It’s been all quiet on the basketball front for a few days. The conference semifinals ended with four lopsided series, and the conference finals are yet to begin.
But that won’t stop Kobe Bryant from making his own headlines. The future Hall of Famer, who retired from the NBA in 2016, still very much has the competitive juices flowing, as evidenced by his latest “like” on Twitter:
That’s Kobe Bryant — THE Kobe Bryant — liking a tweet from Big Hube (@hubertfenelon25) that says:
If you were a baller, you’d know that kobe is more skilled than Lebron..
Who is Big Hube?
That Big Hube somehow got Bryant’s attention is pretty impressive. He doesn’t have any ties to Kobe — other than his fandom — and he had just 17 followers as of the tweet. Nearly all of his tweets are about either music or basketball. His tweet just happened to be in a long reply chain from a Bryant tweet promoting his show “Detail.”
@KingJames In the next episode of Detail, I take a look at Cavs/Celtics regular season games before they head into the Eastern Conference Finals. Watch it now on ESPN+ @cavs @celtics @espn #Detail pic.twitter.com/sggXe6CIB4
— Kobe Bryant (@kobebryant) May 12, 2018
These arguments happen all the time, and Bryant is tagged or tweeted at hundreds if not thousands of times per day. He has 14 million followers, after all. How he picked out this seemingly random user and went ahead and liked the tweet is really surprising — Bryant has only liked 59 tweets, none of which are about this debate, since joining Twitter back in January, 2013 — and random.
Is Kobe more skilled than LeBron?
Of course, it’s important to note that the tweet says Bryant is “more skilled” than James is. Whether or not that implies he is better than LeBron, of course, is up for debate. People have spent — and will spend — hours arguing that because Bryant wasn’t 6’8″ and 250 pounds (as the Cavaliers’ official roster reports James is), he had to rely more on skill. Of course, others will counter back that diminishing James’ skill set simply because of his incredible build is unfair, and that there are dozens of other outstanding athletes in the league today that will never come close to accomplishing what James has done.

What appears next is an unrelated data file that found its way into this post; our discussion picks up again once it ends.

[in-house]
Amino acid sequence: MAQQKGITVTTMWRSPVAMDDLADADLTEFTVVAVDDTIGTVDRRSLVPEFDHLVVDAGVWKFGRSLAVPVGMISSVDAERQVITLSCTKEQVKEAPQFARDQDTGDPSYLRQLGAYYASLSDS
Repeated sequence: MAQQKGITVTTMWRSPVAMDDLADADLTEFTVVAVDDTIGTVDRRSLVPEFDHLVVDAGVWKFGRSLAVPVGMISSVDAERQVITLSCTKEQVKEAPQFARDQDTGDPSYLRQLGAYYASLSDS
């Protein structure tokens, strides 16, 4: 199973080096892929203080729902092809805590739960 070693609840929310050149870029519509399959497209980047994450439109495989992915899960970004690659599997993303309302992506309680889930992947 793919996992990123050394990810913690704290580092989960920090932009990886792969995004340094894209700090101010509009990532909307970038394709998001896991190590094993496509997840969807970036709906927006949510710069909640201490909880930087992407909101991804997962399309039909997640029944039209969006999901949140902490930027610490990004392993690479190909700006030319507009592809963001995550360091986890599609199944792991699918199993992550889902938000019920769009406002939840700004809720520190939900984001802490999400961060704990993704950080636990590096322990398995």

Bryant won five rings, two scoring titles, an MVP and two Finals MVPs over the course of his illustrious career. He was an 18-time All-Star, a 15-time All-NBA selection and a 12-time All-NBA Defensive Team selection.
James, meanwhile, has captured three championships, a scoring title, four MVPs and three Finals MVPs. He’s a 14-time All-Star, a 13-time All-NBA selection and a six-time All-NBA Defensive Team selection. Perhaps more impressive than any of those numbers, though, is his longevity: In his 15th year in the league, James played all 82 regular-season games for the first time in his career and led the league in minutes per game for the second straight season. He’s having one of his best playoffs ever and is arguably the reason the best team in his conference just fired its coach.
Of course, some of these numbers mean very little in the grand scheme of things. People will argue against James’ 3-5 record in the NBA Finals, for example. Others might argue back about Bryant’s supposedly superior supporting cast — he had Shaquille O’Neal in his prime for three championships. The arguments are endless.
Could this be another motivating factor for James?
Though James abandons all social media during the playoffs, he’ll likely get wind of Bryant’s online actions. The “like,” coincidentally, comes on the same day that Celtics forward Marcus Morris said that he’s the second-best James defender in the league.
James and the Cavaliers get going against the Celtics in Boston on Sunday afternoon at 3:30 p.m. ET.